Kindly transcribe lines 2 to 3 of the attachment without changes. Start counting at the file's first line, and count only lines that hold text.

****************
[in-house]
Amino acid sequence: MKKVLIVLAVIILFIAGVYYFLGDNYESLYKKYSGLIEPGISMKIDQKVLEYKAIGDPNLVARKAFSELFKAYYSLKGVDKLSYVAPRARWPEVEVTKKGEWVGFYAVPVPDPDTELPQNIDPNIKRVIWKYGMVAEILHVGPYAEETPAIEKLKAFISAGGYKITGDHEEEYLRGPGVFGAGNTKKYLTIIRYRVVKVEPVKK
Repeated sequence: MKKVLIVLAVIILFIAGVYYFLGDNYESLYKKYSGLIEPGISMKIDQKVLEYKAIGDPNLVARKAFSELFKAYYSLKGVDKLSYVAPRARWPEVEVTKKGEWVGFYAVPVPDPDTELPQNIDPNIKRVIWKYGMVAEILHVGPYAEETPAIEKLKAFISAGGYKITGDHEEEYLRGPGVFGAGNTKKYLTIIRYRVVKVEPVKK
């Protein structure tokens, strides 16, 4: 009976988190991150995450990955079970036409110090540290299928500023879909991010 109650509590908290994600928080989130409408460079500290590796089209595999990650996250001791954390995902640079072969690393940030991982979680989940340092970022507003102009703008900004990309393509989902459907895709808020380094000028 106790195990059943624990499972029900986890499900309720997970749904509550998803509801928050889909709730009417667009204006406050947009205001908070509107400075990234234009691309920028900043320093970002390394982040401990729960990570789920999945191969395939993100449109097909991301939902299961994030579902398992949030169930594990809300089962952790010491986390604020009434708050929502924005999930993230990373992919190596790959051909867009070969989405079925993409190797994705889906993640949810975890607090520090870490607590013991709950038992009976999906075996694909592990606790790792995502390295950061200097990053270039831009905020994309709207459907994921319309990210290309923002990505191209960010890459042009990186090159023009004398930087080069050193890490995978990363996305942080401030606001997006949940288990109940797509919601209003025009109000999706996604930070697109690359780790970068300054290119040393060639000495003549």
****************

Amino acid sequence: MKKVLIVLAVIILFIAGVYYFLGDNYESLYKKYSGLIEPGISMKIDQKVLEYKAIGDPNLVARKAFSELFKAYYSLKGVDKLSYVAPRARWPEVEVTKKGEWVGFYAVPVPDPDTELPQNIDPNIKRVIWKYGMVAEILHVGPYAEETPAIEKLKAFISAGGYKITGDHEEEYLRGPGVFGAGNTKKYLTIIRYRVVKVEPVKK
Repeated sequence: MKKVLIVLAVIILFIAGVYYFLGDNYESLYKKYSGLIEPGISMKIDQKVLEYKAIGDPNLVARKAFSELFKAYYSLKGVDKLSYVAPRARWPEVEVTKKGEWVGFYAVPVPDPDTELPQNIDPNIKRVIWKYGMVAEILHVGPYAEETPAIEKLKAFISAGGYKITGDHEEEYLRGPGVFGAGNTKKYLTIIRYRVVKVEPVKK